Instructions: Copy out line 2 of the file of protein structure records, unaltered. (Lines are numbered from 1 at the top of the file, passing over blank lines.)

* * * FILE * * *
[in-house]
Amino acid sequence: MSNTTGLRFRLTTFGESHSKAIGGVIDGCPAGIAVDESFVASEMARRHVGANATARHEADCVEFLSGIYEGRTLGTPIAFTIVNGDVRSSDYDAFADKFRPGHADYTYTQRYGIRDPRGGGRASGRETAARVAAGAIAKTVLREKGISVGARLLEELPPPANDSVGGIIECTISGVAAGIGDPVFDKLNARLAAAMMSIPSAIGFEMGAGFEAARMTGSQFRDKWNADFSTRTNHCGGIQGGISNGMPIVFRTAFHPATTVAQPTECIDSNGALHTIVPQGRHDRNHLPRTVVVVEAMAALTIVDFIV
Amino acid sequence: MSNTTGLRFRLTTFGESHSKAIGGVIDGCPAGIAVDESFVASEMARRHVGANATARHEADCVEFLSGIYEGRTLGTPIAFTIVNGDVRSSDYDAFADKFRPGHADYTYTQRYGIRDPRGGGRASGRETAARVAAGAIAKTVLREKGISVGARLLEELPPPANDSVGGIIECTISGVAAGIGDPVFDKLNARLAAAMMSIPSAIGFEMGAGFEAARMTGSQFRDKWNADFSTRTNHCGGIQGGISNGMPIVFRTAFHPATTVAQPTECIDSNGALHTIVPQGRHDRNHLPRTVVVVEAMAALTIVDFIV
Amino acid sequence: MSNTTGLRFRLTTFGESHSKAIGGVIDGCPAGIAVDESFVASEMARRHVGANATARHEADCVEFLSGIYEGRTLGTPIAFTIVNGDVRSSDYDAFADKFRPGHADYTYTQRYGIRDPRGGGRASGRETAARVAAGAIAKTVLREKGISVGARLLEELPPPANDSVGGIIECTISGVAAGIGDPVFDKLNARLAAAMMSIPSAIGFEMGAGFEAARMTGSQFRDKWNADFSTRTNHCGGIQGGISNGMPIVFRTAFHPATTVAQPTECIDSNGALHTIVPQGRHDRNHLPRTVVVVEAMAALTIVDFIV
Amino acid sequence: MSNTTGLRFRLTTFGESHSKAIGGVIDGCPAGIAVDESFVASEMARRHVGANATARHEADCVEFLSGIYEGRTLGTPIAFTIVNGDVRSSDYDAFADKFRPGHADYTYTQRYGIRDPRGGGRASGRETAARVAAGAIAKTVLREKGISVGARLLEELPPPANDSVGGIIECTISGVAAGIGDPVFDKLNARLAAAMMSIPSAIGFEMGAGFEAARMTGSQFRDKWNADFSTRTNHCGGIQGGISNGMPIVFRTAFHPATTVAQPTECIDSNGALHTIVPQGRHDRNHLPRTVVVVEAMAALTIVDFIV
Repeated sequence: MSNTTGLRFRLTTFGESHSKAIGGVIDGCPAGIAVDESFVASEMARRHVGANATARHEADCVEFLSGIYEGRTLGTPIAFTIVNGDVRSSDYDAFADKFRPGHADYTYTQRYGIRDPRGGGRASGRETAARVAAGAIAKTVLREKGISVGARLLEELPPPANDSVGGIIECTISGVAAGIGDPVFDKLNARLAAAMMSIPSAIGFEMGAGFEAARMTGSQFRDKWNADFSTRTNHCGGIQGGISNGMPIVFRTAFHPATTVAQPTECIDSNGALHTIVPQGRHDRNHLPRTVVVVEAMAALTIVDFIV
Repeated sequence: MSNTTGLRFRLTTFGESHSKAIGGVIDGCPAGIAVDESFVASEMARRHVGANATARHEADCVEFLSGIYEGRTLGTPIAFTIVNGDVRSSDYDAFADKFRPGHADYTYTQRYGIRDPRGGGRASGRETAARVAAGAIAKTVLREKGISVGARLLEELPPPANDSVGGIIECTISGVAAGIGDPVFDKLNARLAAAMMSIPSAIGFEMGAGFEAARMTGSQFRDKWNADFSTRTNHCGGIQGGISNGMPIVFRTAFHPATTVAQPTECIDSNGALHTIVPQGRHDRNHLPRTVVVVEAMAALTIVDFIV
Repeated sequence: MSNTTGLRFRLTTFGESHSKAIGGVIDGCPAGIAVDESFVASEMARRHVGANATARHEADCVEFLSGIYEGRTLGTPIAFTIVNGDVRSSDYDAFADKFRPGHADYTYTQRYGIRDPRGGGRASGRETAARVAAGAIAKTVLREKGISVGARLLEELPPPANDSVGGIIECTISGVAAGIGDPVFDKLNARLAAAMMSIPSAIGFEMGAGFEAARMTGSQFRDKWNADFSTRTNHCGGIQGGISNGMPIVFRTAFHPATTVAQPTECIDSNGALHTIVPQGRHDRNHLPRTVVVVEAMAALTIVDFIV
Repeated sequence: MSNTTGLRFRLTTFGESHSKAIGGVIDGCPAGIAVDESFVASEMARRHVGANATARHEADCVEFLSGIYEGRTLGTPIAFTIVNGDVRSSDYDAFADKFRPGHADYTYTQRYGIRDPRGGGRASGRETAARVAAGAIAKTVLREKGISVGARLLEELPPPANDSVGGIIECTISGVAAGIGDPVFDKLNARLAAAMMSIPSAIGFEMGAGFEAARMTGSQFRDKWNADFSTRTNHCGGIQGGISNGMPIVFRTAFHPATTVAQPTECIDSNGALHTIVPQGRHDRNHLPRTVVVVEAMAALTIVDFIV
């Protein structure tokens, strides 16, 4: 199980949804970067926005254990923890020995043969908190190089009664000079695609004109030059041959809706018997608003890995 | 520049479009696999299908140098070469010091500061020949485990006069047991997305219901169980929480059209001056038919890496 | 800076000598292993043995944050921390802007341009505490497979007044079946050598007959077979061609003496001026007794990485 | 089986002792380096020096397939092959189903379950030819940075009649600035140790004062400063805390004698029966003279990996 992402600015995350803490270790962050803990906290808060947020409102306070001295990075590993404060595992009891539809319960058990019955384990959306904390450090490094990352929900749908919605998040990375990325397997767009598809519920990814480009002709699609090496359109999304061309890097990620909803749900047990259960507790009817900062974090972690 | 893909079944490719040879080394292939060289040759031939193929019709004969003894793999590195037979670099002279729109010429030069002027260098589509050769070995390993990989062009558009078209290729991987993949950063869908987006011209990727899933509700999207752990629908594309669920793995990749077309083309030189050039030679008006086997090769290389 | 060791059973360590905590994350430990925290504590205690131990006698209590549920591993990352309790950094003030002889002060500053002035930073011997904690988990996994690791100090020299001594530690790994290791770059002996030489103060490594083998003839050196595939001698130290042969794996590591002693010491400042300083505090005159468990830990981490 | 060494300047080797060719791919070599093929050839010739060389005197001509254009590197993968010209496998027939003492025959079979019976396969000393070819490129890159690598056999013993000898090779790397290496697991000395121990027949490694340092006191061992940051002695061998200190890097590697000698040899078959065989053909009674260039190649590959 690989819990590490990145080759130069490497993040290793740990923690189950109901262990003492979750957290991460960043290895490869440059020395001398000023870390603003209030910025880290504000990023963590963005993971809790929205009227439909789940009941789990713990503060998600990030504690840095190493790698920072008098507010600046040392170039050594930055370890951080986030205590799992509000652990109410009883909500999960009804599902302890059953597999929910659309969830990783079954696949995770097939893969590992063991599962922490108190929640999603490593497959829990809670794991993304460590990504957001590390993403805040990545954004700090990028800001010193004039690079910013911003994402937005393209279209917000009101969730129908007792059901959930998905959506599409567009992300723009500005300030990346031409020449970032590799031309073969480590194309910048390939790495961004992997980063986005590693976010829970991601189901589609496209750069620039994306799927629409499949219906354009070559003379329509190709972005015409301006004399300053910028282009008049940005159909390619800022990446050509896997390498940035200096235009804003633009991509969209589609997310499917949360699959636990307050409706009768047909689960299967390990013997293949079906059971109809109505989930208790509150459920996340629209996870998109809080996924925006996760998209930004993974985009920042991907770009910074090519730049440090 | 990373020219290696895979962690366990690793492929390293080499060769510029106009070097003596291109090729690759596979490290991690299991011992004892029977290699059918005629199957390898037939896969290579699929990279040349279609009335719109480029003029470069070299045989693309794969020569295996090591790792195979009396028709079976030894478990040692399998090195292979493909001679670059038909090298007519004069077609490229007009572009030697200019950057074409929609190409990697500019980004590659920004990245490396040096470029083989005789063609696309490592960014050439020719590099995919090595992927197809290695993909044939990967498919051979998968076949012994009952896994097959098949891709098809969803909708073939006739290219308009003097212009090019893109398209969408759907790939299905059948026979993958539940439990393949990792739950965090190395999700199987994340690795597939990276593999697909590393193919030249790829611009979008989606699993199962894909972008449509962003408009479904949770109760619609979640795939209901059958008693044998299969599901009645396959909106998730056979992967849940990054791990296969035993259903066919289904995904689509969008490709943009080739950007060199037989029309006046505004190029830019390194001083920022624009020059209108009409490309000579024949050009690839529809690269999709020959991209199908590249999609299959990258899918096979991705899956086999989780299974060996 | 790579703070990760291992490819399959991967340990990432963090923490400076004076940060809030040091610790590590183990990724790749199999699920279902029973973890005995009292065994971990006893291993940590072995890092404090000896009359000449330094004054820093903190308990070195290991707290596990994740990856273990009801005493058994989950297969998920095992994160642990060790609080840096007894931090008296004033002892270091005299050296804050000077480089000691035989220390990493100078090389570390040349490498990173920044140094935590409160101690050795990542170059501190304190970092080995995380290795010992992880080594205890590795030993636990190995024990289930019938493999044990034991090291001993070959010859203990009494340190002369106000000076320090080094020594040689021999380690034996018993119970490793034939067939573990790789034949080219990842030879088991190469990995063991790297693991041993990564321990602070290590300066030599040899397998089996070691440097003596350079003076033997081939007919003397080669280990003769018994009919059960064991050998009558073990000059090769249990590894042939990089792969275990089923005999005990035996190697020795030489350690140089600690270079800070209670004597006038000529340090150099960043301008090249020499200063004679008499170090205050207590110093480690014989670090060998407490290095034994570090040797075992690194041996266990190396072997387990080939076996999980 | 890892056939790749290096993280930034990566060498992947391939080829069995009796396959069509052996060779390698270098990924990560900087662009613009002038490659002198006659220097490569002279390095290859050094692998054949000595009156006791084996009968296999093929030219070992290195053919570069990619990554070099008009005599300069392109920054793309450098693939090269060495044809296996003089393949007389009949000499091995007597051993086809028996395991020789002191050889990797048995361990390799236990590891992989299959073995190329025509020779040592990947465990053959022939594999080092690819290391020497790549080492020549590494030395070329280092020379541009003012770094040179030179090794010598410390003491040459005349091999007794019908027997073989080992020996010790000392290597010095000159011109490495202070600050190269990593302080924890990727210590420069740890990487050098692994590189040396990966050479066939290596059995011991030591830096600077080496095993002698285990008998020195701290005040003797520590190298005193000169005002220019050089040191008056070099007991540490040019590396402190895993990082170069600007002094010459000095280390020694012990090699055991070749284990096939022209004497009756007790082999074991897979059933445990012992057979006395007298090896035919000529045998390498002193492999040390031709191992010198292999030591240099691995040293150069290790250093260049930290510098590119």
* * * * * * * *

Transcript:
Amino acid sequence: MSNTTGLRFRLTTFGESHSKAIGGVIDGCPAGIAVDESFVASEMARRHVGANATARHEADCVEFLSGIYEGRTLGTPIAFTIVNGDVRSSDYDAFADKFRPGHADYTYTQRYGIRDPRGGGRASGRETAARVAAGAIAKTVLREKGISVGARLLEELPPPANDSVGGIIECTISGVAAGIGDPVFDKLNARLAAAMMSIPSAIGFEMGAGFEAARMTGSQFRDKWNADFSTRTNHCGGIQGGISNGMPIVFRTAFHPATTVAQPTECIDSNGALHTIVPQGRHDRNHLPRTVVVVEAMAALTIVDFIV